Understanding parenting disputes after separation

Understanding parenting disputes after separation

Lawrie Moloney, Bruce Smyth, Nick Richardson and Sally Capper

Research Report No. 36 — August 2016
Understanding parenting disputes after separation

This report explores the behaviour of separated parents by exploring the psychology of post-separation parental disputes and then interrogating three independent data sets to see what further insights they provide on the issues.

The data sets are drawn from:

  • the Caring for Children after Parental Separation study (CFCAS; longitudinal Australian data on the dimensions, predictors and outcomes of parent–child contact after parental separation);
  • a series of focus groups conducted by AIFS researchers with professionals working in the wider family law system; and
  • interviews conducted or supervised by AIFS researchers with individuals who had significant ongoing conflicts and who had volunteered to participate in child-focused mediation.

The CFCAS data suggest that parents who focused on the interests and preferences of their children were able to avoid disputes, and that the higher the level of dysfunction or complexity of the parents’ relationship, the longer it takes to reach a resolution regarding parenting arrangements.

The CFCAS data also indicates that the absence of a reported dispute does not necessarily reflect an amicable or cooperative parental relationship: e.g., absence of contact between parents is one way of avoiding disputes.

The focus groups with family law professionals and interviews with parents point to recognisable patterns of behaviour among significantly conflicted separated parents. The sense of injustice, the extent of the humiliation or trauma resulting from the experience of abuse, or the degree to which communication has broken down will impact on the capacity of separated parents to reach a resolution that works for the children, as well as the capacity of the practitioner to assist in that process. The skill of the practitioner in “difficult cases” will always come down to engaging with the particular issues and dynamics and reflecting them back to the client with empathy and without judgement.

Key messages

Even prior to the 2006 reforms, many separated parents were capable of dealing with disputes or potential disputes over children's matters with little evidence of acrimony.

The most common way in which parents said they dealt with potential disputes was by focusing on cooperation and by recognising the importance of compromise, flexibility and good communication.

A less positive way of avoiding disputes between parents was for the parents to have little or no contact with each other, even though they continued to have a relationship with their children.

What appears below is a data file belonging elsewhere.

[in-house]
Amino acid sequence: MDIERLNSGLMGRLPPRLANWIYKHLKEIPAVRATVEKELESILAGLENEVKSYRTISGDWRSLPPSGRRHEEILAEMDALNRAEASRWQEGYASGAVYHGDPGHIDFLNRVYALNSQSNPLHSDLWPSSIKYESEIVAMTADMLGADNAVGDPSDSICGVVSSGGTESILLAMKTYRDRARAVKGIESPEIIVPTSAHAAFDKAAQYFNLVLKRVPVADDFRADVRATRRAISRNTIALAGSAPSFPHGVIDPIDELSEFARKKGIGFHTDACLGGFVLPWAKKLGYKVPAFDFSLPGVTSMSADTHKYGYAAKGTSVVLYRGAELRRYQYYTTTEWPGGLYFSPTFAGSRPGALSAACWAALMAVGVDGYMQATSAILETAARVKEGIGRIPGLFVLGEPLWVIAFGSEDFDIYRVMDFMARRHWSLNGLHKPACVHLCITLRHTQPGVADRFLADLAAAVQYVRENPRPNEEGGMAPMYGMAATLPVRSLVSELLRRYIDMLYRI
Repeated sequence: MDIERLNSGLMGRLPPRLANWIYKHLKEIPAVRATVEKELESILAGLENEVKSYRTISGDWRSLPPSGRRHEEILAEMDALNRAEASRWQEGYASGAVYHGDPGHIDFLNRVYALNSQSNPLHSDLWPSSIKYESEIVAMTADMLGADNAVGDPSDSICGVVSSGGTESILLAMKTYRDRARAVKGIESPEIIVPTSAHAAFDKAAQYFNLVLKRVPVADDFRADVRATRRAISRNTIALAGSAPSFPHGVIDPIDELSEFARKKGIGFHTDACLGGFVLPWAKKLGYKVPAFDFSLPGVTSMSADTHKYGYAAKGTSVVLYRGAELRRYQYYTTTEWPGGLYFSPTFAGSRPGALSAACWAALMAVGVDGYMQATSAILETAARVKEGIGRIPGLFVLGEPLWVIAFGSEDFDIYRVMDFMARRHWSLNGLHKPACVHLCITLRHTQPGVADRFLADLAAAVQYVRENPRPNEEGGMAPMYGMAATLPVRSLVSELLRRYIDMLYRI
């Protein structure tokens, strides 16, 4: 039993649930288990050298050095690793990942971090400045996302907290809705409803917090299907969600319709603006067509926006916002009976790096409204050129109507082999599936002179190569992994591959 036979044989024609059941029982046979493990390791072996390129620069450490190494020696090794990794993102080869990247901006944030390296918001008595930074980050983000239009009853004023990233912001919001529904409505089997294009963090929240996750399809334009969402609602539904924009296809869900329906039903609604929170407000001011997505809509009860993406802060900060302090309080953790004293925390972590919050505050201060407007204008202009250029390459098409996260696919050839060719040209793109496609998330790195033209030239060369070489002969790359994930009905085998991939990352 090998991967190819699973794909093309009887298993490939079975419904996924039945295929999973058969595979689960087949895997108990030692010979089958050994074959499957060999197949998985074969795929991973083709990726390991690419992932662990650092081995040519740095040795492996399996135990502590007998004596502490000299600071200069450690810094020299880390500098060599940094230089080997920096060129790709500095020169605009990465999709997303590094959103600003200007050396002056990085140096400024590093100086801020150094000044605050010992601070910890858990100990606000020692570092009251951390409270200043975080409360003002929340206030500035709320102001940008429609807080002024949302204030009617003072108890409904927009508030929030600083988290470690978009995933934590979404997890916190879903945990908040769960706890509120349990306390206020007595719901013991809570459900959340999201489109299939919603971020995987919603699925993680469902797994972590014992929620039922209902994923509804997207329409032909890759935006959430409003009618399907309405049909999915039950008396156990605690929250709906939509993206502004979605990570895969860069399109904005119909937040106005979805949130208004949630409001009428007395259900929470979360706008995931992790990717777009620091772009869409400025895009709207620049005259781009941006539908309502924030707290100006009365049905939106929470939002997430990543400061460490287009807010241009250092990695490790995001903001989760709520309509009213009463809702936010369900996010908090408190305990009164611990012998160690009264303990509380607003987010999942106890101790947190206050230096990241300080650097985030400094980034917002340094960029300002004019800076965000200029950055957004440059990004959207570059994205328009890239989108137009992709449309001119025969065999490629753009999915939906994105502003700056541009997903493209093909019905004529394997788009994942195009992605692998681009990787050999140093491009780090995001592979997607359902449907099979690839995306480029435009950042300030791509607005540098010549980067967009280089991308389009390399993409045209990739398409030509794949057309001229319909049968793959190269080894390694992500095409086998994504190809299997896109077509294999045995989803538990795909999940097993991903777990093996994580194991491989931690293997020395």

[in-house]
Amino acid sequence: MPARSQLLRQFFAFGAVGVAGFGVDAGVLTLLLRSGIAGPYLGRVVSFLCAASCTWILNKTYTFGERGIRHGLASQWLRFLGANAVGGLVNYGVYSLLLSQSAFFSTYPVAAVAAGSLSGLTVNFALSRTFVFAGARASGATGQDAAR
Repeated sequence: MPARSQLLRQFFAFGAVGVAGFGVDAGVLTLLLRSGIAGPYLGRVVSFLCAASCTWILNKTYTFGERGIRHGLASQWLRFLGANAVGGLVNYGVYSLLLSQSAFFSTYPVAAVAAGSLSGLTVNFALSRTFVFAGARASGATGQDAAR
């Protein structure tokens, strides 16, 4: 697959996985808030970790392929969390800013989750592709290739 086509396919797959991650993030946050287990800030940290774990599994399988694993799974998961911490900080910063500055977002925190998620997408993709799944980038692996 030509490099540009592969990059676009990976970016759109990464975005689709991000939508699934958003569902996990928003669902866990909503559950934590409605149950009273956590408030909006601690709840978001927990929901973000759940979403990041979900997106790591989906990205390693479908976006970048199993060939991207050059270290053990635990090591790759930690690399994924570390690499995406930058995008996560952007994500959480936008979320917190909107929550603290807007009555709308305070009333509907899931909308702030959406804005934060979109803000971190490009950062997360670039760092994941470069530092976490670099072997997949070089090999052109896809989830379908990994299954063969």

Assisting a higher proportion of parents to resolve or manage their child-related disputes at an earlier stage after the separation and wherever possible, to move beyond the solution of "parallel parenting" will improve their children's  wellbeing

A parent's sense of injustice, the extent of humiliation or trauma resulting from an experience of abuse, or the degree to which communication has broken down will impact on the capacity to reach a resolution that works for the children and the capacity of the practitioner to assist in this process.

Authors and Acknowledgements

Lawrie Moloney is a psychologist and Adjunct Professor at La Trobe University and was a Senior Research Fellow at the Australian Institute of Family Studies from 2008 until February 2016.

Bruce Smyth is an Australian Research Council Future Fellow, and Associate Professor of Family Studies at the Centre for Social Research and Methods, Australian National University in Canberra. At the commencement of this project he was a Senior Research Fellow at the Australian Institute of Family Studies.

Nick Richardson is a clinical psychologist specialising in child and youth mental health issues. During the collection and analysis phases of the separated parent survey data (Chapter 3), Nick had a part-time position as a Research Officer at the Australian Institute of Family Studies.

Sally Capper is a counselling psychologist working in private practice. The data reported in Chapter 4 were collected as part of Sally’s Master of Counselling Psychology thesis.

Cover photo: © istockphot.com/JackF

Publication details

Research Report
No. 36
Published by the Australian Institute of Family Studies, August 2016.
61 pp.
ISBN: 
978-1-76016-095-1
Suggested citation:

Moloney, L., Smyth, B., Richardson, N., & Sally Capper, S. (2016). Understanding parenting disputes after separation (Research Report No. 36). Melbourne: Australian Institute of Family Studies.

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